The Feud

A poem by Madison Julius Cawein

I.

Its Beginning

It happened this way: He was just a lad,
Though big for sixteen years; and there they stood,
He and some others, laughing as youth should,
About some nonsense or some fun they'd had.
Then some one said what made another mad,
And words were passed and oaths, (young blood! young blood!)
You know how 'tis! and suddenly, thud! thud!
Two boys were at it. Worse grew out of bad.
One boy went up to him we all admired,
The merry-hearted fellow, handsome one,
And with a curse about why, God knows what!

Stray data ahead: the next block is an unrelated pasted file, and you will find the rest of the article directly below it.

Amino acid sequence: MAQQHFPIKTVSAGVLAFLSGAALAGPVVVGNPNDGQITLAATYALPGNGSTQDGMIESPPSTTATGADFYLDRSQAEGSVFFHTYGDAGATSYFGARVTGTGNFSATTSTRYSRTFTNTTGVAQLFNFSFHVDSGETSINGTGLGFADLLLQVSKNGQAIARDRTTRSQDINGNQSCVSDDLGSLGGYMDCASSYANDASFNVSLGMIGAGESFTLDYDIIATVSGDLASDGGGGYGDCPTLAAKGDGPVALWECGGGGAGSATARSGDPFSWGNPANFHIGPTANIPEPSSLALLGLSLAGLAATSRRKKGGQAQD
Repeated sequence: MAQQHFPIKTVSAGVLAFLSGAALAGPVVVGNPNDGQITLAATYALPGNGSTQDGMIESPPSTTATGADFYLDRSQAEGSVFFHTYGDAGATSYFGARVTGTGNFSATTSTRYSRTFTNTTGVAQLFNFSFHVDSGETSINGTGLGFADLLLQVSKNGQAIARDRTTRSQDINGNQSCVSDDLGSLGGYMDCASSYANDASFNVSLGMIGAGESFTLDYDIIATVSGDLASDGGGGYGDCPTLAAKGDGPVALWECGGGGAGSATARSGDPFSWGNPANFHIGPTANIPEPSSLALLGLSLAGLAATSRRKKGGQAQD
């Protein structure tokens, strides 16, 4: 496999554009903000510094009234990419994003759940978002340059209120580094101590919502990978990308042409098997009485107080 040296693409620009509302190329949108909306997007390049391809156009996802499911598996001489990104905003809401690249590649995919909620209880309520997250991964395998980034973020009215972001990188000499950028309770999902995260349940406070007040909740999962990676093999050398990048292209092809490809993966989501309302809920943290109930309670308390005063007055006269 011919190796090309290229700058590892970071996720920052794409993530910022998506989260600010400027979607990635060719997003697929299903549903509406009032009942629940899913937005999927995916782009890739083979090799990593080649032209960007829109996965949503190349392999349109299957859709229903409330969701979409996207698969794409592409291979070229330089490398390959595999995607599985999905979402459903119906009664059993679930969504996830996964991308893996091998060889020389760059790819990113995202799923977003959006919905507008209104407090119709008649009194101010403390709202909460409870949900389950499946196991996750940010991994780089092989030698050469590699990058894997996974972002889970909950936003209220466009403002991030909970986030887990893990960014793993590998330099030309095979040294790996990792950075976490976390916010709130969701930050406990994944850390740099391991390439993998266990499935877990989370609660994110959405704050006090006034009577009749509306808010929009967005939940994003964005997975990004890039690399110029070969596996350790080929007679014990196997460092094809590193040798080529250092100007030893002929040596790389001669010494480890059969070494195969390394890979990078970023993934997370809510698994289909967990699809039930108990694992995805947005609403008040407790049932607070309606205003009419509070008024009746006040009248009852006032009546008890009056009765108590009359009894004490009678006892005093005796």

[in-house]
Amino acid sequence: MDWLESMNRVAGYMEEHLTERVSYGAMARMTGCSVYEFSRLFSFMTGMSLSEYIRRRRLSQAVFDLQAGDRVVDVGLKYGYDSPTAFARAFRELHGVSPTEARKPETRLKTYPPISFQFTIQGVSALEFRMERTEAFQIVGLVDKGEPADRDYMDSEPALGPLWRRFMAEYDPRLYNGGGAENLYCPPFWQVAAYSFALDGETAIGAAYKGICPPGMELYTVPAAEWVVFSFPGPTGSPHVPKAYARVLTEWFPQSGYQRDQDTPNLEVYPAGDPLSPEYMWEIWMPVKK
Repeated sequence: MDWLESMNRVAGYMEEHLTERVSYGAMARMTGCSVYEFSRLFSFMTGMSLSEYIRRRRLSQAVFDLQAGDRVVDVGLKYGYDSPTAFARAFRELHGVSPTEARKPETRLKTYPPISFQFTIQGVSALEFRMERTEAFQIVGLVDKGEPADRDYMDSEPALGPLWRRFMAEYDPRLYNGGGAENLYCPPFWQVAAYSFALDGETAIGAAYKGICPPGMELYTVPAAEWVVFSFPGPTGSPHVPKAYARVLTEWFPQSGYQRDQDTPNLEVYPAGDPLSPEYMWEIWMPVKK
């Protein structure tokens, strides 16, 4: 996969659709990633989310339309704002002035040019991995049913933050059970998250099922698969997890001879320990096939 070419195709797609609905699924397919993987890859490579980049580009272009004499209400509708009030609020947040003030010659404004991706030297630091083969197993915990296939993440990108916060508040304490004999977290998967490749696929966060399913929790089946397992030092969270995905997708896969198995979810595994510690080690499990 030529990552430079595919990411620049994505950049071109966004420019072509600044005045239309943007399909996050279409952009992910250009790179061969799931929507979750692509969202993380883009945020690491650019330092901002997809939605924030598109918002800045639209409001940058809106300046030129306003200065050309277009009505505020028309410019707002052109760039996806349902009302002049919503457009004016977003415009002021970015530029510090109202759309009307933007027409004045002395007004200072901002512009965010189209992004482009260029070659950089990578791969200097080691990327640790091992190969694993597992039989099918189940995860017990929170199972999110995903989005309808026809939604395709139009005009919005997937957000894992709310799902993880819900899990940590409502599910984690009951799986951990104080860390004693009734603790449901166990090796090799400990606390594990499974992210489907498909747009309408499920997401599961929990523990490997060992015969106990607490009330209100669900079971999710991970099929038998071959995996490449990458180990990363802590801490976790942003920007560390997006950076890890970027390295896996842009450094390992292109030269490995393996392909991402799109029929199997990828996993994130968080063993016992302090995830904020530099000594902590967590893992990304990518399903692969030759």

Just put a pistol to his heart and fired.
That was the feud's beginning. Some one's son
Shot some one's son, and he in turn was shot.

II.

The End

And so one night they came, in wild carouse,
The father and the kinsmen of the boy,
That young fiend shot. With never an"Ahoy,"
They shot into the windows of that house,
And burnt the barn and in it all the cows.
Not one was saved. They came there to destroy,
And did it thoroughly. Like some new joy
They toyed with death and made it boisterous vows.
They killed the boy first; while he blinked and gaped
They shot him by a tree outside the door:
The women fled: the men they killed like dogs,
The father and the uncle. One escaped,
The old grandfather in a gown he wore,
Who hid all night among a pen of hogs.

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